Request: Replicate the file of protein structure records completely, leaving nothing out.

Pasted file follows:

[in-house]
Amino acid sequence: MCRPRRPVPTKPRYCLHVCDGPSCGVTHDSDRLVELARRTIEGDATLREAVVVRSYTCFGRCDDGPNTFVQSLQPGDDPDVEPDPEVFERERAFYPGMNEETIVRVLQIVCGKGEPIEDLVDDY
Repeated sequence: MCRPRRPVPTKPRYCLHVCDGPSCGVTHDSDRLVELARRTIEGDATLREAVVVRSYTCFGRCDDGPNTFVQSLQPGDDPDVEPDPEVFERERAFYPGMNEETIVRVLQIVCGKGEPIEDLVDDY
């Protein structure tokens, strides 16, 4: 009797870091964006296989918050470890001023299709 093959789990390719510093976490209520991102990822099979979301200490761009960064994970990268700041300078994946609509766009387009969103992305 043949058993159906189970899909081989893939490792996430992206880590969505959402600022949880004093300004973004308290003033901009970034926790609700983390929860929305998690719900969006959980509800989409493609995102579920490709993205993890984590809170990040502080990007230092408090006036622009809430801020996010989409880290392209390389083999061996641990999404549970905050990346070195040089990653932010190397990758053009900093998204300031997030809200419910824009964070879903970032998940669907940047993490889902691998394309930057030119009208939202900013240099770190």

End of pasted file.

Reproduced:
[in-house]
Amino acid sequence: MCRPRRPVPTKPRYCLHVCDGPSCGVTHDSDRLVELARRTIEGDATLREAVVVRSYTCFGRCDDGPNTFVQSLQPGDDPDVEPDPEVFERERAFYPGMNEETIVRVLQIVCGKGEPIEDLVDDY
Repeated sequence: MCRPRRPVPTKPRYCLHVCDGPSCGVTHDSDRLVELARRTIEGDATLREAVVVRSYTCFGRCDDGPNTFVQSLQPGDDPDVEPDPEVFERERAFYPGMNEETIVRVLQIVCGKGEPIEDLVDDY
């Protein structure tokens, strides 16, 4: 009797870091964006296989918050470890001023299709 093959789990390719510093976490209520991102990822099979979301200490761009960064994970990268700041300078994946609509766009387009969103992305 043949058993159906189970899909081989893939490792996430992206880590969505959402600022949880004093300004973004308290003033901009970034926790609700983390929860929305998690719900969006959980509800989409493609995102579920490709993205993890984590809170990040502080990007230092408090006036622009809430801020996010989409880290392209390389083999061996641990999404549970905050990346070195040089990653932010190397990758053009900093998204300031997030809200419910824009964070879903970032998940669907940047993490889902691998394309930057030119009208939202900013240099770190």